Instrument signals are also classified as isolated or nonisolated. An isolated signal is not referenced to any ground or common reference. Isolated voltage signals are often called differential signals because the information is represented by the difference in voltage between two points, not the absolute voltage to common.
Nonisolated signals are reference to some signal common, and are often called single-ended because the information is represented by the voltage between a single point and common.
It's important that you know if a device is isolated or nonisolated. Two nonisolated devices in the same current loop, for example, will cause the loop to be referenced to ground or common in two different places and will almost certainly result in improper operation of the loop.
Transmitters are common input field devices. A transmitter typically consists of an electronic package that interfaces to a sensor, which, in turn, measures some physical quantity in a process. The electronics interpret the signal from the sensor, do any conversion necessary, and then transmit a signal that is proportional to the quantity being measured. A temperature transmitter, for example, may measure a temperature with a thermocouple, perform compensation and linearization, and transmit a 4-20mA signal representative of the temperature to a controller.
Transmitters have four common electrical configurations, as shown in Fig. 3. A field powered transmitter takes power for the electronics package from a source in the field and transmits a signal (usually isolated) on two dedicated wires. A four-wire transmitter is similar, but it takes its Dower (typically 24VDC) from a central source, and the power is transmitted to the device along the same cable that carries the transmitted signal back to the control system. Three-wire transmitters use two wires for transmitter power and transmit the signal back on a third wire. The signal is nonisolated (referenced to common) so only a single signal wire is required. Two-wire transmitters "steal" power from the instrument signal itself without affecting its accuracy. Two-wire current transmitters are very popular because of their simplicity, and the standard zero off set guarantees that electronics will always have at least 4mA to operate on.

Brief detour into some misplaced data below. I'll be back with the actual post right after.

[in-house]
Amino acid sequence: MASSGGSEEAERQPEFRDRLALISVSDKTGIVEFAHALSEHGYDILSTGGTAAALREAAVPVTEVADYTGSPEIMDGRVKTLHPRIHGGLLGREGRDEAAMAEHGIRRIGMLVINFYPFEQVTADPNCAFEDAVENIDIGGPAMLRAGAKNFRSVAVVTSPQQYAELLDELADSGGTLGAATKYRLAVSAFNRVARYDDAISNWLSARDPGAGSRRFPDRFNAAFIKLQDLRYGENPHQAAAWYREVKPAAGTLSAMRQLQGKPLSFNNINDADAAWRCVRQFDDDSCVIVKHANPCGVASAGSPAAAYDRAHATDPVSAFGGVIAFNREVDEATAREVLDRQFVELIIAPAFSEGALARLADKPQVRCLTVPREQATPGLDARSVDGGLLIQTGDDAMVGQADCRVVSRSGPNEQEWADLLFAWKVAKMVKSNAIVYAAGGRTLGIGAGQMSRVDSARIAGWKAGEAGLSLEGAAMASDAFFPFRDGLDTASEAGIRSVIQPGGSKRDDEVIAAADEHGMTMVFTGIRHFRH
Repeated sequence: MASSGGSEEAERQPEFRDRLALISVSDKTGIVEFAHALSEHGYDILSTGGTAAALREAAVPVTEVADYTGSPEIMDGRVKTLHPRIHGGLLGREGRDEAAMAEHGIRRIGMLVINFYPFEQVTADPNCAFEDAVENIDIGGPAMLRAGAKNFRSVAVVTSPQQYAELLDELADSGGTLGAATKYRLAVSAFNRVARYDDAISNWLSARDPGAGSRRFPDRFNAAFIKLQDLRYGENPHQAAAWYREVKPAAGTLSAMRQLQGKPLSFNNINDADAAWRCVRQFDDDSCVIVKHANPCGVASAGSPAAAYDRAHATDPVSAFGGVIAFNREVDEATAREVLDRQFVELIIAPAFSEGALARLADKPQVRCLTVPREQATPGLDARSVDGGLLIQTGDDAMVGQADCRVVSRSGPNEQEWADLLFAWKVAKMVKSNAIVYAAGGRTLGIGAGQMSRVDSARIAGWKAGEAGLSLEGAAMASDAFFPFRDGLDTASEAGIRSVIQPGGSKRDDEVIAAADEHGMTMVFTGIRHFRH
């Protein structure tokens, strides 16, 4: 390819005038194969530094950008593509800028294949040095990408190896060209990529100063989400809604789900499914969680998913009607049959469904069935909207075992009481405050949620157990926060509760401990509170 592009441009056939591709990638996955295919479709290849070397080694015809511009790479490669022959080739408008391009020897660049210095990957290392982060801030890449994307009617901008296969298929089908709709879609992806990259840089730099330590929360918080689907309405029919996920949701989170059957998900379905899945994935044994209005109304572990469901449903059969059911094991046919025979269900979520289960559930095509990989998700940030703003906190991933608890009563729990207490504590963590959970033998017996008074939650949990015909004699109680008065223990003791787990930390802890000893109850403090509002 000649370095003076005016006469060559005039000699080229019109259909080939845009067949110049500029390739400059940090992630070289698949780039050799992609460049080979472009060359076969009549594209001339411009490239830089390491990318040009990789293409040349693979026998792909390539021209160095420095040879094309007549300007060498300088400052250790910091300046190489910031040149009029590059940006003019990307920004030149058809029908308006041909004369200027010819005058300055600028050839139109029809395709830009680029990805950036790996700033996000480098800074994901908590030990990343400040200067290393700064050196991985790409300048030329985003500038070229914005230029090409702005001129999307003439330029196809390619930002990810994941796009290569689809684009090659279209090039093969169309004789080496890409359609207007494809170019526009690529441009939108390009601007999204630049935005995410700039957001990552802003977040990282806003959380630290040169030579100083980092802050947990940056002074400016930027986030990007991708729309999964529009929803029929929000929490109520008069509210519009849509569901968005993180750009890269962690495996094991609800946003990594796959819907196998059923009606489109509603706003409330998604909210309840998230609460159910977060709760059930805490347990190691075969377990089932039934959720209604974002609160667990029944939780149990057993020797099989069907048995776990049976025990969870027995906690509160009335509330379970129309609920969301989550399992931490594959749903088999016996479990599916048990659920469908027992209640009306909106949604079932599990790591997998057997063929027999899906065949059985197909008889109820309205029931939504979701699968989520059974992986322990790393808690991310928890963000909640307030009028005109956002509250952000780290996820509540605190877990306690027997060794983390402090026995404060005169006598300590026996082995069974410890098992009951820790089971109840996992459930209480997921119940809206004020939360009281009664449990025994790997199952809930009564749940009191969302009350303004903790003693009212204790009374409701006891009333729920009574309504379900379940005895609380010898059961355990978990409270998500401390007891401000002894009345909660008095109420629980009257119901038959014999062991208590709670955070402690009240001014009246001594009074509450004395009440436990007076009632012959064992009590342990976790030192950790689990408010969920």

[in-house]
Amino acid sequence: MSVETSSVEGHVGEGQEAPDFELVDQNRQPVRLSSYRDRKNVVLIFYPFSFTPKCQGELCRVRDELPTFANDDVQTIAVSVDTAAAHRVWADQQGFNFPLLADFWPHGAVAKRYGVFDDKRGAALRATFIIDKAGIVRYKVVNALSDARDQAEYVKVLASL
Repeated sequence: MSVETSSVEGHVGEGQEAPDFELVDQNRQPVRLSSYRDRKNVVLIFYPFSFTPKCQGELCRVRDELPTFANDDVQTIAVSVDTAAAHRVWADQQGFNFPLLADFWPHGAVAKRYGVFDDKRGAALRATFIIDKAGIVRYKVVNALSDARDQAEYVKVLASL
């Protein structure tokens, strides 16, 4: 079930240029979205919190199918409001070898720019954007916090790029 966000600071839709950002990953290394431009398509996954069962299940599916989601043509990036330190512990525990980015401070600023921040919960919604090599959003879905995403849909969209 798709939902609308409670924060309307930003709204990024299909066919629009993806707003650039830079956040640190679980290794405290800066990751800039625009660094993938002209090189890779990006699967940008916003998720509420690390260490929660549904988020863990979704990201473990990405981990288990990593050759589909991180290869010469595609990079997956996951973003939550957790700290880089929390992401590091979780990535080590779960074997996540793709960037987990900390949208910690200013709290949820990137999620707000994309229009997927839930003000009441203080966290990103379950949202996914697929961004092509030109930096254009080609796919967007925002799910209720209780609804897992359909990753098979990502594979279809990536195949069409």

[Figure 3 ILLUSTRATION OMITTED]
Output field devices are almost always two-wire, and respond to either voltage or current signals. These devices are usually isolated, but it's wise to make sure because nonisolated devices can cause the problems mentioned earlier. Typical output devices are control valves, which position themselves proportional to the incoming signal, and variable speed drives, which control the speed of a motor to the value indicated by the incoming signal.
Typical instrumentation circuits
Fig. 4 shows some typical instrumentation circuits, how the electrical connections are made, and how the shield drain (DRN) wires should be connected to avoid ground loops. The diagram shows how a straight splice through a terminal strip should be done (even though this usually is not recommended), and how voltage signals are properly distributed. It also shows the proper interconnection of multiple devices in a current loop, and how a current signal is converted to a voltage signal with a resistor. Instrument-grade resistors with an accuracy of a half percent or better are available in the commonly used values (250, 500, and 1000 ohms). The terminations in the figure should be physically done as shown in Figs. 1 and 2.
[Figure 4 ILLUSTRATION OMITTED]